Charles of Orléans was born in Paris in 1394. A nobleman with several titles in addition to Duke of Orléans, he was also an accomplished poet and it is believed that he wrote hundreds of poems while incarcerated as a prisoner of war for some twenty five years. This long period of imprisonment was at the hands of the English who had captured him at the Battle of Agincourt in 1415, and many of his poems were written in English. When Charles became Duke of Orléans in 1407, at the age of 13, the sworn mortal enemy was John the Fearless, Duke of Burgundy and it was his assassin who killed Charles’s father, thus prompting the accession. Despite Charles’s tender years he was already married at this point, and eventually had two more wives.
With the title Duke of Orléans came additional titles including Duke of Valois and Lord of Coucy. He also inherited a part of Italy called Asti due to his mother being the daughter of the Duke of Milan. Tragically he lost his mother to illness brought on by the grief following her husband’s death so Charles was orphaned very young. He looked to the Count of Armagnac, his father in law, for guidance from then on and he was soon fighting in the long war against the English. When the French were defeated at Agincourt, Charles was transferred to England where he was imprisoned at a number of fortified locations, including Pontefract Castle. He enjoyed the benefits of nobility however and his incarceration was never uncomfortable.
He had been refused leave to appeal against his imprisonment due to his perceived importance as a pretender to the French throne. The English king, Henry V, said from the outset that he should not be released although this was eventually rescinded in 1440. It is often believed that he spent his time writing often melancholy poetry, reflecting his unhappy state of imprisonment. It was said that, on his release, he could speak and write English at least as well as his own native language.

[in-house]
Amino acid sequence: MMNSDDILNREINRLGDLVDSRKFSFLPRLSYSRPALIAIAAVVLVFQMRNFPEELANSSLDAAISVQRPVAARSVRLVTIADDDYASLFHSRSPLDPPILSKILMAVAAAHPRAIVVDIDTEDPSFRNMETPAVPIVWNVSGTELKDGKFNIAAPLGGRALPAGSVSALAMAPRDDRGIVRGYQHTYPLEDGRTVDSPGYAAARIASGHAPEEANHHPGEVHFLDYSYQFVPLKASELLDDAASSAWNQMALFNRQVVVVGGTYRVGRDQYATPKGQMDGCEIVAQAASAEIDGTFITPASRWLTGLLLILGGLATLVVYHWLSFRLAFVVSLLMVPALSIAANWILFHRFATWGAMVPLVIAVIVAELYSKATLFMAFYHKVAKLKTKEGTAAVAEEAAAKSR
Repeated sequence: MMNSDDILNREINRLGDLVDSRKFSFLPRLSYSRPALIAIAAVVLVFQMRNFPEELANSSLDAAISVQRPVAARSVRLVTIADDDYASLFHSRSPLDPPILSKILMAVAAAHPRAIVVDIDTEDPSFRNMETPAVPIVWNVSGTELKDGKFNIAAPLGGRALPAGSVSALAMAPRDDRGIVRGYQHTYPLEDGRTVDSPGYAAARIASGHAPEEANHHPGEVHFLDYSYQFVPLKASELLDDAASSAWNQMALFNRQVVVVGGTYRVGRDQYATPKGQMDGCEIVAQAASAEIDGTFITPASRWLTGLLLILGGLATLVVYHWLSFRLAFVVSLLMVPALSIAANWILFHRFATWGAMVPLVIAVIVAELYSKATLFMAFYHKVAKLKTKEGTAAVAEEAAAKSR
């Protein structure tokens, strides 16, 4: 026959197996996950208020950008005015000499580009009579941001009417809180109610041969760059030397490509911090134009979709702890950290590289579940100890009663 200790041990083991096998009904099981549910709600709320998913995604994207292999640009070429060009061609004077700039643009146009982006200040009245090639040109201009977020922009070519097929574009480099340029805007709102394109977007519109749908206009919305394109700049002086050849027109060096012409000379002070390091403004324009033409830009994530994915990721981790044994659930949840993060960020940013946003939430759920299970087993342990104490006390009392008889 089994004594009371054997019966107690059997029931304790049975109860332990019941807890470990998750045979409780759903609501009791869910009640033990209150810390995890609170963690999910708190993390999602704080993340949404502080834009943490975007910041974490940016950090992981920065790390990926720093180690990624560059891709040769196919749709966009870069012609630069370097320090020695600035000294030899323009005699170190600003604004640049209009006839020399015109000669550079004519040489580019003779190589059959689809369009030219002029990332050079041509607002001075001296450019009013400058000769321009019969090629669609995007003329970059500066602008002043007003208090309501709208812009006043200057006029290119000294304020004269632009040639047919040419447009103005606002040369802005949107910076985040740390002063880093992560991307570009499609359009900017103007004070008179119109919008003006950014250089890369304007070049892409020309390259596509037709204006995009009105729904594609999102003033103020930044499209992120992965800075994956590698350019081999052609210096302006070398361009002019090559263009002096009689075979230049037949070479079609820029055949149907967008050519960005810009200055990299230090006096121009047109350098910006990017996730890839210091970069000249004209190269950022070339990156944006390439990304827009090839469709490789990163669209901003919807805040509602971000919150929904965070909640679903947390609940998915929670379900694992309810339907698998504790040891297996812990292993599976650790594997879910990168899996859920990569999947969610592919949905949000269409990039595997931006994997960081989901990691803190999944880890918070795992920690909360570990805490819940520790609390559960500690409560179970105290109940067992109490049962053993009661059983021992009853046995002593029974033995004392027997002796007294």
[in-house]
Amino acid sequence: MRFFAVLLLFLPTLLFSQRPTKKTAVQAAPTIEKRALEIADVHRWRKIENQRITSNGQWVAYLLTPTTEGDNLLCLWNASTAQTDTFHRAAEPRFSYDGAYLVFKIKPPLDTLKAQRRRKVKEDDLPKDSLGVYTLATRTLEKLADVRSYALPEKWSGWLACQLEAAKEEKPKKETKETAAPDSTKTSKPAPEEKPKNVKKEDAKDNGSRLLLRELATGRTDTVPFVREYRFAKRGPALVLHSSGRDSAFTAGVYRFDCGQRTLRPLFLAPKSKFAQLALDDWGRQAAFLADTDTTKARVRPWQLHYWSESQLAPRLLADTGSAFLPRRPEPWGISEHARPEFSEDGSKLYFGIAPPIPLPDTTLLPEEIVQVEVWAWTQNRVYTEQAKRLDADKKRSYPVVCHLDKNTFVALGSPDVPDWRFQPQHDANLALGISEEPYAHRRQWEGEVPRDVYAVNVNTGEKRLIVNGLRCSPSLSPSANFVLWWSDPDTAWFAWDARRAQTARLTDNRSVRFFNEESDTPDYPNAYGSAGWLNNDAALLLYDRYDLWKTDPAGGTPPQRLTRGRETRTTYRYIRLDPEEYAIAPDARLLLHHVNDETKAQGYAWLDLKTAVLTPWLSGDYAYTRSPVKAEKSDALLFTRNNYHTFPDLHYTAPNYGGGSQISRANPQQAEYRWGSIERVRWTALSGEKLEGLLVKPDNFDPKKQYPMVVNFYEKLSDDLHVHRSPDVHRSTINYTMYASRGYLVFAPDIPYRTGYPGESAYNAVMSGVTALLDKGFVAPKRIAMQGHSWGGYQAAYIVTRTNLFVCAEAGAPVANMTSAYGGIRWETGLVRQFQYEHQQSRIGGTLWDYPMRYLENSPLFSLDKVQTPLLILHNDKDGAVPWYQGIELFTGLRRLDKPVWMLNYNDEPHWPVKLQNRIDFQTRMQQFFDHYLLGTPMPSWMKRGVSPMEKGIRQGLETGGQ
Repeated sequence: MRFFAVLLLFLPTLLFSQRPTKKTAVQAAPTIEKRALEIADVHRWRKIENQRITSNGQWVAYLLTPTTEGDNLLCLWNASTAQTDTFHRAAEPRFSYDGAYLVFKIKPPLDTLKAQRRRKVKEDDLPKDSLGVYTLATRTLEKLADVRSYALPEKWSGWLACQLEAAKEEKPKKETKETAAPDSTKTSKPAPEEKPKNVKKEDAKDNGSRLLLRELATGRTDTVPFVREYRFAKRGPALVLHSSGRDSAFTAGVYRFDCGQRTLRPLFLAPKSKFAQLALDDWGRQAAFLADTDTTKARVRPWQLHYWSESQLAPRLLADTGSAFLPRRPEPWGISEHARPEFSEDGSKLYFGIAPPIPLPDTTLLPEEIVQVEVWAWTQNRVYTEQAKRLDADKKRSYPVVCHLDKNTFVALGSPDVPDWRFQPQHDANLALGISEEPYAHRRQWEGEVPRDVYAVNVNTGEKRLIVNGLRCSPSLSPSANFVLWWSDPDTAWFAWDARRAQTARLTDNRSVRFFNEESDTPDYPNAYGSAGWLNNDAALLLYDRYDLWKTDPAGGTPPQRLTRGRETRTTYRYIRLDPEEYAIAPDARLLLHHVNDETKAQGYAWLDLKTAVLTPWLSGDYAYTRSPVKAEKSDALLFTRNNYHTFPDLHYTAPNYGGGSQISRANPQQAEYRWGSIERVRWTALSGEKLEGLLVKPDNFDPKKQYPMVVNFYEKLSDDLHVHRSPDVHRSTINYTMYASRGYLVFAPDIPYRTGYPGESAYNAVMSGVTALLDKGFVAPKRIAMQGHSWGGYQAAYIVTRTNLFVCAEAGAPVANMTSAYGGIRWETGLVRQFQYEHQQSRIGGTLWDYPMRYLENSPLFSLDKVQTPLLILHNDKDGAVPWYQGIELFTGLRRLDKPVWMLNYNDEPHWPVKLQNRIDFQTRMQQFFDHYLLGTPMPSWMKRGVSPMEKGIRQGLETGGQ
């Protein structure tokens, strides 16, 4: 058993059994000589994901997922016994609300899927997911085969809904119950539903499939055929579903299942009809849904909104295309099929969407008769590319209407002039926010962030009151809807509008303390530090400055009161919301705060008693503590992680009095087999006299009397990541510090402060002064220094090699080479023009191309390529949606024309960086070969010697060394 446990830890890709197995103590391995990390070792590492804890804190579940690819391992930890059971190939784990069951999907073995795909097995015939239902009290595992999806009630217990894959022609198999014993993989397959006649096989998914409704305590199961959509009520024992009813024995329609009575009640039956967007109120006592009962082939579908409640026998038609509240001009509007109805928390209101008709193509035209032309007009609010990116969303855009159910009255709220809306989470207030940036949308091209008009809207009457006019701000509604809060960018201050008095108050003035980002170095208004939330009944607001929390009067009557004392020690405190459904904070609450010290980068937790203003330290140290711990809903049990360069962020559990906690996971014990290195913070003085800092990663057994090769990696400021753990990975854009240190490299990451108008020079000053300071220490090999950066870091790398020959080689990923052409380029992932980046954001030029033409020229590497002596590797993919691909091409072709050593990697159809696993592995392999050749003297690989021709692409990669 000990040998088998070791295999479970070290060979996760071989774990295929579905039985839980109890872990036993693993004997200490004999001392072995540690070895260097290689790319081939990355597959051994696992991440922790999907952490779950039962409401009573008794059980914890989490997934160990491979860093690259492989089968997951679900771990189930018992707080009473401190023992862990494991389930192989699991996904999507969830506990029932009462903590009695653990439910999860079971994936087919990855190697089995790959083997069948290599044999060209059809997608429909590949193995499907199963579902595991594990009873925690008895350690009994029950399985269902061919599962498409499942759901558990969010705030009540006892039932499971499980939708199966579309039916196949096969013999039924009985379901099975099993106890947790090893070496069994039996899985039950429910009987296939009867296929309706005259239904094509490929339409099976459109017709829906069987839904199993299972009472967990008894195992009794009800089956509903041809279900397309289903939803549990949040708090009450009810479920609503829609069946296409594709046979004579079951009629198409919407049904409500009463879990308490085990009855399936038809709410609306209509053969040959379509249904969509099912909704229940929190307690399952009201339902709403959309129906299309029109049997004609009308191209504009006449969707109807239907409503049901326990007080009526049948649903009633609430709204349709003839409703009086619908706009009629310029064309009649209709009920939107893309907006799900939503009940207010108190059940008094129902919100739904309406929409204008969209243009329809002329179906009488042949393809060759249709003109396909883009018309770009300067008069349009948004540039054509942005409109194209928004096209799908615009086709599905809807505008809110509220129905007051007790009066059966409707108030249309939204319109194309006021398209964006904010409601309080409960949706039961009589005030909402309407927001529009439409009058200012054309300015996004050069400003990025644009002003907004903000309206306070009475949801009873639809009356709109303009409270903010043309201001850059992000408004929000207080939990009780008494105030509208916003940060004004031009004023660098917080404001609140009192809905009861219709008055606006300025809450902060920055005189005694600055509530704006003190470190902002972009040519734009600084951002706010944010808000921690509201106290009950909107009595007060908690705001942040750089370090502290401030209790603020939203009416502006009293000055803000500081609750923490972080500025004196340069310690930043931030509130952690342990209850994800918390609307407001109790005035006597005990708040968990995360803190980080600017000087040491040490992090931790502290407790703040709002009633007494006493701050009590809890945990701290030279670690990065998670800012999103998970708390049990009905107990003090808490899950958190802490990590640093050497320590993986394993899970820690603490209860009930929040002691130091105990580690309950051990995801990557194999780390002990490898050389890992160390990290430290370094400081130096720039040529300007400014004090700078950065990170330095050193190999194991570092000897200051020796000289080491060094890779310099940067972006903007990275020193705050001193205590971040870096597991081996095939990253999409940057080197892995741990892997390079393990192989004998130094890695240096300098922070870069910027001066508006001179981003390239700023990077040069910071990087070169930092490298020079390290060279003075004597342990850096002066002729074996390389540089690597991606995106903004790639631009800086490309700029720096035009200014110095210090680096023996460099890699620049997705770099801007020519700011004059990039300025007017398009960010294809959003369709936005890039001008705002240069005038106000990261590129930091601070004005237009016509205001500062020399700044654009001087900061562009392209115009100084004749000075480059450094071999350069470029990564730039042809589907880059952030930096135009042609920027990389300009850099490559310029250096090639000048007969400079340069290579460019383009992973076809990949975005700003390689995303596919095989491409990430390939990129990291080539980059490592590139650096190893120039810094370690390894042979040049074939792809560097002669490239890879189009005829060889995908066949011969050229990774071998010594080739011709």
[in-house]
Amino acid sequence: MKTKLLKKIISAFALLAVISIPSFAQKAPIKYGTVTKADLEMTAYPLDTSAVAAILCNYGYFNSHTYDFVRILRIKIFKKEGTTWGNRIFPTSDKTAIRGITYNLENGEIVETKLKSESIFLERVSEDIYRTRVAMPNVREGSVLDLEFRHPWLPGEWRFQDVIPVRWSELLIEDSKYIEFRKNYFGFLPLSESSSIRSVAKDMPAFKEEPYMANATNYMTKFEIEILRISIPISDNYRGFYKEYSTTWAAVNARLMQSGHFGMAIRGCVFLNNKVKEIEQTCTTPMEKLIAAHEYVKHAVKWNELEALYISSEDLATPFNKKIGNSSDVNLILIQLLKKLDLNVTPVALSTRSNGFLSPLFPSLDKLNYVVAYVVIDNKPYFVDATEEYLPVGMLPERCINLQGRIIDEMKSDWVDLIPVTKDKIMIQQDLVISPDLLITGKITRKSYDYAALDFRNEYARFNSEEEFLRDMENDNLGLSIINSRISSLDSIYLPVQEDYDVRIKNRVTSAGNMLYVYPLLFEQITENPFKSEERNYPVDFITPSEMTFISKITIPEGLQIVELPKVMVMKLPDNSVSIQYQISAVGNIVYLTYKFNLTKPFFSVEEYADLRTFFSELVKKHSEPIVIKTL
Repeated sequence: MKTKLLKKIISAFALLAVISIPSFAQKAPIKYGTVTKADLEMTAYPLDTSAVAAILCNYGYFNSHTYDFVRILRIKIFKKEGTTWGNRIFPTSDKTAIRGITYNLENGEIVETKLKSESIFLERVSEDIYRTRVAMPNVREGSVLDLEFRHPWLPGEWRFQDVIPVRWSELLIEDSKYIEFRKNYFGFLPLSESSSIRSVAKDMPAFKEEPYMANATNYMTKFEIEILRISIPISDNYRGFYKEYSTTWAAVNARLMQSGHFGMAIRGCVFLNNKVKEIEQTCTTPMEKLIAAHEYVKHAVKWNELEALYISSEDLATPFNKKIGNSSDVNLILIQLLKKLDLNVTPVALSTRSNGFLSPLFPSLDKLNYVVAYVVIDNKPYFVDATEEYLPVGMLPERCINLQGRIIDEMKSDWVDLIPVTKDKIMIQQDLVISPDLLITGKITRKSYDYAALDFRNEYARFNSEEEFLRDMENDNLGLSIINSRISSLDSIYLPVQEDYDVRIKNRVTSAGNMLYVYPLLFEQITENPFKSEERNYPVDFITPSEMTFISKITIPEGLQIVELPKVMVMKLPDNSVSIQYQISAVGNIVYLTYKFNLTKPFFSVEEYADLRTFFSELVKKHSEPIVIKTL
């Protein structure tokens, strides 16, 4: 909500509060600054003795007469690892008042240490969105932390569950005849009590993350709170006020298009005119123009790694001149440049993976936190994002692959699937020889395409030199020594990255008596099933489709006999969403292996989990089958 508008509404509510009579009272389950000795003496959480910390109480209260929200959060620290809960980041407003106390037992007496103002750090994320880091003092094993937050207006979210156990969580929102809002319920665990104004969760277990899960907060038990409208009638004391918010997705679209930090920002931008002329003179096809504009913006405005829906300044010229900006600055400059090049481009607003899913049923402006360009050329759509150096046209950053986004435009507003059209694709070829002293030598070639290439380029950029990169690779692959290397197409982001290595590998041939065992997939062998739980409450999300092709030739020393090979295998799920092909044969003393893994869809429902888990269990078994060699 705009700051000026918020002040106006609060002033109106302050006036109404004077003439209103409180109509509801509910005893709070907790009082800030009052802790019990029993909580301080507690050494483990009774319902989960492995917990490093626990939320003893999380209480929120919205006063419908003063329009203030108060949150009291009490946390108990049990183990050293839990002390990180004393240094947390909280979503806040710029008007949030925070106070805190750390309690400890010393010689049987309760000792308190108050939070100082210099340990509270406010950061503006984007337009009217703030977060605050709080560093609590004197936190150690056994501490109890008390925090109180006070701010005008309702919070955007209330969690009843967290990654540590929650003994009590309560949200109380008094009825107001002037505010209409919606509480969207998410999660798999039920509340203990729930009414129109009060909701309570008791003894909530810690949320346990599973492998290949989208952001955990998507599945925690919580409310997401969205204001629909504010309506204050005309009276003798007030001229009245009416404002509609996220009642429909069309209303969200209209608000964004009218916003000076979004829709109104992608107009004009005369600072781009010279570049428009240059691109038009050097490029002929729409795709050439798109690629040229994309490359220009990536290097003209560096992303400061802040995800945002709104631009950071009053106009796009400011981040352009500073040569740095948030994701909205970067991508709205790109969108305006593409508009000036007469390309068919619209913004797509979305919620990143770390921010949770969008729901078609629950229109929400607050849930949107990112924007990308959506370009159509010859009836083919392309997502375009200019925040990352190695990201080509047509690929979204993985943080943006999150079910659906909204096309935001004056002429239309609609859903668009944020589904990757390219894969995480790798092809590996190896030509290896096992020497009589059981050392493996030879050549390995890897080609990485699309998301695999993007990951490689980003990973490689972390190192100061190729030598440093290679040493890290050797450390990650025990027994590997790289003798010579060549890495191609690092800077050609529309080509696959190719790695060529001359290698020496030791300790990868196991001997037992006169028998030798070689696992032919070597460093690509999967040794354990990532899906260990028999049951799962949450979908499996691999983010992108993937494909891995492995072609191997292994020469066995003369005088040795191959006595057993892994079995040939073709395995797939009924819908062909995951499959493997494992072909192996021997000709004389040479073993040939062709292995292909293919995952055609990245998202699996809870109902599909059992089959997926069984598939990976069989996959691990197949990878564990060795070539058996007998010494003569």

However, the American professor Anne Coldiron, who is a specialist in in late-medieval and Renaissance French-English literature, has cast doubts on the timing of this poetry. She has suggested that the poems were written AFTER his release from imprisonment, and stated the following:
There are two books of poetry that were written in the “ballade and rondeau” fixed forms. An example of one of his mournful poems is En la forêt de longue attente which appears to be a lament on his lack of liberty. In another called Spring, he describes how nature throws off the cold mantle of winter and embraces the coming fair season:
Once released he was received in Orléans amid great celebration and he quickly set aside any thoughts of revenge against his father’s killers, settling down instead to become a patron of the arts.
Charles, Duke of Orléans, died in Amboise in January 1465 at the age of 70.